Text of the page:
Children granted refugee status in Germany will cost the country an extra 67 billion euros (£58bn/$76bn) to educate, according to an assessment of the costs of the migrant crisis.
Around 40 per cent of the million+ people who arrived in Germany last year are believed to be 20 or younger, meaning the country could need up to 25,000 new teachers while migrant children are denied places because schools are already full.
Dieter Dohmen, president of the Research Institute for the Economics of Education and Social Affairs, said the report showed the challenge facing German authorities.
“We have done some new calculations which put the full cost of refugees coming to Germany at €67 billion through their whole education pathway,” he said.
“If we look at the numbers so far some 200,000 have to go to kindergarten while another 300,000 will have to go to school. Then there is vocational education and training and higher education.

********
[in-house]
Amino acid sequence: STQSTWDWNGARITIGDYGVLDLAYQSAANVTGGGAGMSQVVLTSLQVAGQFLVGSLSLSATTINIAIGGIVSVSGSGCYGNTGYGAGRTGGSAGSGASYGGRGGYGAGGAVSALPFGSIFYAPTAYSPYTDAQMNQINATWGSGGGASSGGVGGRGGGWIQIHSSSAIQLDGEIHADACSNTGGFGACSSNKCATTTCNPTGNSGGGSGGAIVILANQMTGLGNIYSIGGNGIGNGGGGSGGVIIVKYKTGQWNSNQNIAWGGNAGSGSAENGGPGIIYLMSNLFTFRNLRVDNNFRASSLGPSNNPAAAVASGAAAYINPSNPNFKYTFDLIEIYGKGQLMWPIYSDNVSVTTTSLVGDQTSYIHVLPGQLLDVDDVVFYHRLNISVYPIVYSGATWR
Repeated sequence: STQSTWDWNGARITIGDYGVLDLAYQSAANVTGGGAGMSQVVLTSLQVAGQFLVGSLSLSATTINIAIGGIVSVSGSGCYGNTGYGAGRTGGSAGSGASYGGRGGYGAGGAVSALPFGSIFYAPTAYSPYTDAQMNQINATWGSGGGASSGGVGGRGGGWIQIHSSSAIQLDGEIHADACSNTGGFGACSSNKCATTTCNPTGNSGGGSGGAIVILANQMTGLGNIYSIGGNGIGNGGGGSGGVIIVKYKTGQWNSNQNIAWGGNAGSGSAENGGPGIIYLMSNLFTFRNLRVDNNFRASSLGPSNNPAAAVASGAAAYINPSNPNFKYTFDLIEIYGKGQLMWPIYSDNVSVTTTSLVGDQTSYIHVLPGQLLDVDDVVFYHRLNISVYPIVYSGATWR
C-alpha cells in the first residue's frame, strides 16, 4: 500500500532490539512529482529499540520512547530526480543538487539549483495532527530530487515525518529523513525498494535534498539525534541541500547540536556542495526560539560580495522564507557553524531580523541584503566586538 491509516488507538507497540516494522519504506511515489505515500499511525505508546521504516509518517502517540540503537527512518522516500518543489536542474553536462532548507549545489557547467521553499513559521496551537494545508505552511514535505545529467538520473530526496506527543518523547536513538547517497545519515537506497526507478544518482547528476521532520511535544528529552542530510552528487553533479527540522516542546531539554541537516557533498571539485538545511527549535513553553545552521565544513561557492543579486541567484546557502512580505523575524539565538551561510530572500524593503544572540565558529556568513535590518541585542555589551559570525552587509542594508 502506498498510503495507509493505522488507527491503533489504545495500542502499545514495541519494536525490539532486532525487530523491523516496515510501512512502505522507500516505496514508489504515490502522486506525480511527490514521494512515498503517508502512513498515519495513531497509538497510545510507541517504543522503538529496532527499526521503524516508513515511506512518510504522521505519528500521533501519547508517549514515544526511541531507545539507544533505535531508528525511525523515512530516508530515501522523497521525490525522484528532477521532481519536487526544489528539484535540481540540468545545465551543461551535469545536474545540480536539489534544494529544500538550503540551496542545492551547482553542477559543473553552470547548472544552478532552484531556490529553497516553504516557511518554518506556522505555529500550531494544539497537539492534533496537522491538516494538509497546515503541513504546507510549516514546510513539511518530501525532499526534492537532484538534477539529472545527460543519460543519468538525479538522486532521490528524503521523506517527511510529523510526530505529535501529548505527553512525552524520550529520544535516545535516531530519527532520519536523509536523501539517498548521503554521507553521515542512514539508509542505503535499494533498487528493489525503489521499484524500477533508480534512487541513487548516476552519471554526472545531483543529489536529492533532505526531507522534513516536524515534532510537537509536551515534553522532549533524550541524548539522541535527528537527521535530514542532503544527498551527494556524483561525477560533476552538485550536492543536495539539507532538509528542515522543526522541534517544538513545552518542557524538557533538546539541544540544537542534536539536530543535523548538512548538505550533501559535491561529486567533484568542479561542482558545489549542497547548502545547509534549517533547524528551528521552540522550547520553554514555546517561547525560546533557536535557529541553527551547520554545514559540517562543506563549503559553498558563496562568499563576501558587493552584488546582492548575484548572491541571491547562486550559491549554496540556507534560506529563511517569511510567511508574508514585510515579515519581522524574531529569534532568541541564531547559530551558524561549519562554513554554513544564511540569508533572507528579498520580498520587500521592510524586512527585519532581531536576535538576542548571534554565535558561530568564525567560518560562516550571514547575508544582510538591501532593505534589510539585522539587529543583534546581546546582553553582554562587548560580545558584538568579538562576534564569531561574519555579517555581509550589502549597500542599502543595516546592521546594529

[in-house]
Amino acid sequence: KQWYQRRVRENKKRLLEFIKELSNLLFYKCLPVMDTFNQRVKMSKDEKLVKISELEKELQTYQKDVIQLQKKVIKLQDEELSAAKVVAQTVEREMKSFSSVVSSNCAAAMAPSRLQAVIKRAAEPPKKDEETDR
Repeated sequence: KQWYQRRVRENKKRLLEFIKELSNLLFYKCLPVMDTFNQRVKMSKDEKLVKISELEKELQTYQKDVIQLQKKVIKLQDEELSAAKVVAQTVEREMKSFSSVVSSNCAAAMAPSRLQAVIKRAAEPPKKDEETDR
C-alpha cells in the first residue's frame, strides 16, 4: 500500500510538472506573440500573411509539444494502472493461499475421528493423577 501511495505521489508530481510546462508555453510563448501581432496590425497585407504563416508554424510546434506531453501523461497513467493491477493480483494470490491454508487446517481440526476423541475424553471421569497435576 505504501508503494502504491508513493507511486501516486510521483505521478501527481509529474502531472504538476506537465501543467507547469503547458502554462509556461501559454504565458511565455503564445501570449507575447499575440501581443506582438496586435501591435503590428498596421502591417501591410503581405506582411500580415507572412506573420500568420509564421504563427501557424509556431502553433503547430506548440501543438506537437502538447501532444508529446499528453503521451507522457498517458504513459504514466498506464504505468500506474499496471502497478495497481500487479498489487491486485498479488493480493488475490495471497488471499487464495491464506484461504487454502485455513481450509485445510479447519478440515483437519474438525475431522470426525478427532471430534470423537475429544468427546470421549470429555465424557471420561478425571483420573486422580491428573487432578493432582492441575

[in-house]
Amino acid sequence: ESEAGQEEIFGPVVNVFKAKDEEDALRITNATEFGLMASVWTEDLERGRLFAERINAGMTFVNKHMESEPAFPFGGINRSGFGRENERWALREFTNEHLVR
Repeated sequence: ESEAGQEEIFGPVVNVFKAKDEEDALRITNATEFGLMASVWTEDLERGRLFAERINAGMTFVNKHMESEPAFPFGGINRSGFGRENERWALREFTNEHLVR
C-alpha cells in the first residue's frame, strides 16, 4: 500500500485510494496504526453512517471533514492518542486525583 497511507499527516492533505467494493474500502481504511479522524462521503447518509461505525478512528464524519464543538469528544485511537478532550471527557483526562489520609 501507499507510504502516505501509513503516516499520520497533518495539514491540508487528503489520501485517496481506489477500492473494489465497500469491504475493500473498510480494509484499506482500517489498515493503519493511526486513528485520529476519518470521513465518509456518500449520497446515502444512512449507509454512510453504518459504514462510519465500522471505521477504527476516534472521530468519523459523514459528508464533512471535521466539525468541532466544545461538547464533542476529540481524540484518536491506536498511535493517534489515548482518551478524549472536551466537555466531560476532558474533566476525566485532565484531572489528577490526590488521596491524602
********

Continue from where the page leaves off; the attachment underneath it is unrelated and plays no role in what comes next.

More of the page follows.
“If you look at someone who is three, they have to go to childcare, primary, secondary and higher education so this is a figure for the next 20 years.”
The Times reports that Germany had been expecting the number of schoolchildren to decline as the number of Germans having children continues to drop.
Education union president Marlis Tepe said: “The school system was not prepared for this number of new students.
“We have 16 federal states and these 16 governments have to hire something like 25,000 new teachers, but there are not enough teachers and in some regions they are difficult to find.”
Meanwhile, education journalist Armin Himmelrath said schools will have to hire other support staff as well as teachers.
“Almost every school in Germany will have to deal with refugees because of the way they are distributed around the country.
“As well as teachers, schools need social workers and psychologists — the idea of a social worker at a school is not very common in Germany.”
Germany faces another round of state elections next month, with the anti-mass immigration Alternative for Germany (AfD) party looking likely to take up to 20 per cent of the vote in Angela Merkel’s home state.
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